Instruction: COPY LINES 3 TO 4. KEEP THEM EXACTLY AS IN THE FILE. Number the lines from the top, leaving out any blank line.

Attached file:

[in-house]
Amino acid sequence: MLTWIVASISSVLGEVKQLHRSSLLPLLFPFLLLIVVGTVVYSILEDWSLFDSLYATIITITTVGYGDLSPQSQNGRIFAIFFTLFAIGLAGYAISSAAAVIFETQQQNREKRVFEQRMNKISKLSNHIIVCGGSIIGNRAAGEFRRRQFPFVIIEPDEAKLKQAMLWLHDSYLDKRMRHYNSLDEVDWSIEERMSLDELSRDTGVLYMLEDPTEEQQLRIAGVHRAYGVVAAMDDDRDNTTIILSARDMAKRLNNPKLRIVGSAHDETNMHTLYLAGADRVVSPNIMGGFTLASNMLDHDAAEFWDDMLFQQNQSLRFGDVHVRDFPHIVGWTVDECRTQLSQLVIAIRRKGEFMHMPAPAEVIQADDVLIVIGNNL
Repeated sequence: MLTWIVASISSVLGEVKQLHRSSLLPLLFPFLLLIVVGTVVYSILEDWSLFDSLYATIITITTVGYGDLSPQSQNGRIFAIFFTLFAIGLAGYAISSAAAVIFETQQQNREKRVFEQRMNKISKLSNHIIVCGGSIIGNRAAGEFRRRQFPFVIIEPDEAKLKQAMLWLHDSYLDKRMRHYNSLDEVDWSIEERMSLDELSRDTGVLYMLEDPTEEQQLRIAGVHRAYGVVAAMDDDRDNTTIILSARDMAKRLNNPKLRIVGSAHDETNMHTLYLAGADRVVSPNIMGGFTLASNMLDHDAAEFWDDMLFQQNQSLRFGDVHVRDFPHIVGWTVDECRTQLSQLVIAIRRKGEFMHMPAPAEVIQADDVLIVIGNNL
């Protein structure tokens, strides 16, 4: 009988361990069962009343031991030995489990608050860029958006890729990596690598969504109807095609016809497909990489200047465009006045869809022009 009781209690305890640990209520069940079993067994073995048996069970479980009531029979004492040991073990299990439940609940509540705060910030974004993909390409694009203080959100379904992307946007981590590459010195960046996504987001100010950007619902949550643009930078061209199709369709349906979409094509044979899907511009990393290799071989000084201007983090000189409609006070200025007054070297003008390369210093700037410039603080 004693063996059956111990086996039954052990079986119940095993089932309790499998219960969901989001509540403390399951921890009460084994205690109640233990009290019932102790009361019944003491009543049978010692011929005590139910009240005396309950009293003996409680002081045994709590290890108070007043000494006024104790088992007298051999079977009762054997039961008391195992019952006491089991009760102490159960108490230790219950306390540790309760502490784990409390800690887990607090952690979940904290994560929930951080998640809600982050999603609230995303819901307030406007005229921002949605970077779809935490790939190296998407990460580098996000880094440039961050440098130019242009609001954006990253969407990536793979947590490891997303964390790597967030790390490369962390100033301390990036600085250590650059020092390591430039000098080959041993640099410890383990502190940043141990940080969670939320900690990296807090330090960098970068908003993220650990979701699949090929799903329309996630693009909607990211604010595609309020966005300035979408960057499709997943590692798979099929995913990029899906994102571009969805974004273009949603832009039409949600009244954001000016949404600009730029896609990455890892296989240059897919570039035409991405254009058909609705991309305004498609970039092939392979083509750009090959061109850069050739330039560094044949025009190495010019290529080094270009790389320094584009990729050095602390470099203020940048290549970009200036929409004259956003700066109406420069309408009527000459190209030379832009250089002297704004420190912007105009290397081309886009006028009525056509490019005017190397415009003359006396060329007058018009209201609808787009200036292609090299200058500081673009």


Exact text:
Repeated sequence: MLTWIVASISSVLGEVKQLHRSSLLPLLFPFLLLIVVGTVVYSILEDWSLFDSLYATIITITTVGYGDLSPQSQNGRIFAIFFTLFAIGLAGYAISSAAAVIFETQQQNREKRVFEQRMNKISKLSNHIIVCGGSIIGNRAAGEFRRRQFPFVIIEPDEAKLKQAMLWLHDSYLDKRMRHYNSLDEVDWSIEERMSLDELSRDTGVLYMLEDPTEEQQLRIAGVHRAYGVVAAMDDDRDNTTIILSARDMAKRLNNPKLRIVGSAHDETNMHTLYLAGADRVVSPNIMGGFTLASNMLDHDAAEFWDDMLFQQNQSLRFGDVHVRDFPHIVGWTVDECRTQLSQLVIAIRRKGEFMHMPAPAEVIQADDVLIVIGNNL
């Protein structure tokens, strides 16, 4: 009988361990069962009343031991030995489990608050860029958006890729990596690598969504109807095609016809497909990489200047465009006045869809022009 009781209690305890640990209520069940079993067994073995048996069970479980009531029979004492040991073990299990439940609940509540705060910030974004993909390409694009203080959100379904992307946007981590590459010195960046996504987001100010950007619902949550643009930078061209199709369709349906979409094509044979899907511009990393290799071989000084201007983090000189409609006070200025007054070297003008390369210093700037410039603080 004693063996059956111990086996039954052990079986119940095993089932309790499998219960969901989001509540403390399951921890009460084994205690109640233990009290019932102790009361019944003491009543049978010692011929005590139910009240005396309950009293003996409680002081045994709590290890108070007043000494006024104790088992007298051999079977009762054997039961008391195992019952006491089991009760102490159960108490230790219950306390540790309760502490784990409390800690887990607090952690979940904290994560929930951080998640809600982050999603609230995303819901307030406007005229921002949605970077779809935490790939190296998407990460580098996000880094440039961050440098130019242009609001954006990253969407990536793979947590490891997303964390790597967030790390490369962390100033301390990036600085250590650059020092390591430039000098080959041993640099410890383990502190940043141990940080969670939320900690990296807090330090960098970068908003993220650990979701699949090929799903329309996630693009909607990211604010595609309020966005300035979408960057499709997943590692798979099929995913990029899906994102571009969805974004273009949603832009039409949600009244954001000016949404600009730029896609990455890892296989240059897919570039035409991405254009058909609705991309305004498609970039092939392979083509750009090959061109850069050739330039560094044949025009190495010019290529080094270009790389320094584009990729050095602390470099203020940048290549970009200036929409004259956003700066109406420069309408009527000459190209030379832009250089002297704004420190912007105009290397081309886009006028009525056509490019005017190397415009003359006396060329007058018009209201609808787009200036292609090299200058500081673009």